logo

Yamaguchi

Tsutomu Yamaguchi (March 16, 1916 – January 4, 2010)

“It will go down as one of the most inspiring survival stories ever to emerge from a horrific war. Tsutomu Yamaguchi was in his twenties when he found himself in Hiroshima on the morning of 6 August 1945, as a single B-29 US bomber droned overhead. The “Little Boy” bomb that it dropped from its payload would kill or injure 160,000 people by the day’s end.

Among them was the young engineer – who was in town on a business trip for Mitsubishi Heavy Industries – who stepped off a tram as the bomb exploded.

Despite being 3km (just under two miles) from Ground Zero, the blast temporarily blinded him, destroyed his left eardrum and inflicted horrific burns over much of the top half of his body. The following morning, he braved another dose of radiation as he ventured into Hiroshima city centre, determined to catch a train home, away from the nightmare.

But home for Mr Yamaguchi was Nagasaki, where two days later the “Fat Man” bomb was dropped, killing 70,000 people and creating a city where, in the words of its mayor, “not even the sound of insects could be heard”. In a bitter twist of fate, Yamaguchi was again 3km from the centre of the second explosion. In fact, he was in the office explaining to his boss how he had almost been killed days before, when suddenly the same white light filled the room. “I thought the mushroom cloud had followed me from Hiroshima,” Mr Yamaguchi said.

His is a truly remarkable story, all the more so because, for years, its protagonist was determined to play it down. But now, at the age of 93 and dying from cancer – probably caused by the atomic bombs that almost killed him, twice – Mr Yamaguchi has finally been awarded the recognition his life deserves. This week, the Nagasaki and Hiroshima governments recorded Mr Yamaguchi as a double- hibakusha, acknowledging that he was exposed to both blasts that incinerated the cities in 1945. “As far as we know, it is the first time that a dual exposure to atomic bombings has been entered into an A-bomb survivor’s ID,” officials said.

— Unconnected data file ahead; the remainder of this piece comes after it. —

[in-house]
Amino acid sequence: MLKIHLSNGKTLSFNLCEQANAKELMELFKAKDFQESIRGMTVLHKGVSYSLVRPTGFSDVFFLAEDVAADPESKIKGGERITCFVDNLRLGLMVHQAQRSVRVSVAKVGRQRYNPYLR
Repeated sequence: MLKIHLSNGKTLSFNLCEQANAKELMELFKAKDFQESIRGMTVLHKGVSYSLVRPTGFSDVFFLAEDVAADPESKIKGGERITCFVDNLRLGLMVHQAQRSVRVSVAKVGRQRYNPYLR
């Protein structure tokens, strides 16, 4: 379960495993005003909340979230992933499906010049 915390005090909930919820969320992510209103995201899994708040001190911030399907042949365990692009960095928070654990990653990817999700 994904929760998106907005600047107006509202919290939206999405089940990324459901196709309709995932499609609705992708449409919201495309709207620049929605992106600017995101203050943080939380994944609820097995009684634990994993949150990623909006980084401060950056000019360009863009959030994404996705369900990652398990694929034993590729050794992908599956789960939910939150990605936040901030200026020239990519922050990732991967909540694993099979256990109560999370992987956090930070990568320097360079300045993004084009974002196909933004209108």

Living out his final days in the rebuilt Nagasaki, where he resides with his daughter, Toshiko, the old man is happy his tale is reaching people around the world. “After I die, I want the next generation of hibakusha and the children after that to know what happened to us,” he told The Independent in a telephone interview.

Like many of the roughly 260,000 survivors of the atomic explosions, Mr Yamaguchi suffered agony for much of his life, as his daughter explains. “Until I was about 12, he was wrapped in bandages for his skin wounds, and he went completely bald,” says Toshiko, now 60. “My mother was also soaked in black rain [the famously radioactive rain that fell after both bombings] and was poisoned. We think she passed on that poison to us.”

Yamaguchi’s children, like many second-generation hibakusha, have also been plagued by health problems. His son, Katsutoshi, died of cancer in 2005 aged 59. His daughter Naoko has, in Toshiko’s words, been “sickly” all her life. His wife died last year, aged 88, of kidney and liver cancer after a lifetime of illness. “I suffer too from a terribly low white blood cell count, so I worry about what will happen to me,” Toshiko adds.

But his children’s illnesses aside, Mr Yamaguchi seemed determined to live his life as normally as possible. After recovering from his burns and radiation sickness, he returned to work as a ship engineer in the local port, and rarely discussed what happened to him. “Afterwards he was fine – we hardly noticed he was a survivor,” recalls Toshiko. Her father raised his family and declined to play any part in the anti-bomb activities that fill the lives of some survivors because “he was so healthy, he thought it would have been unfair to people who were really sick”.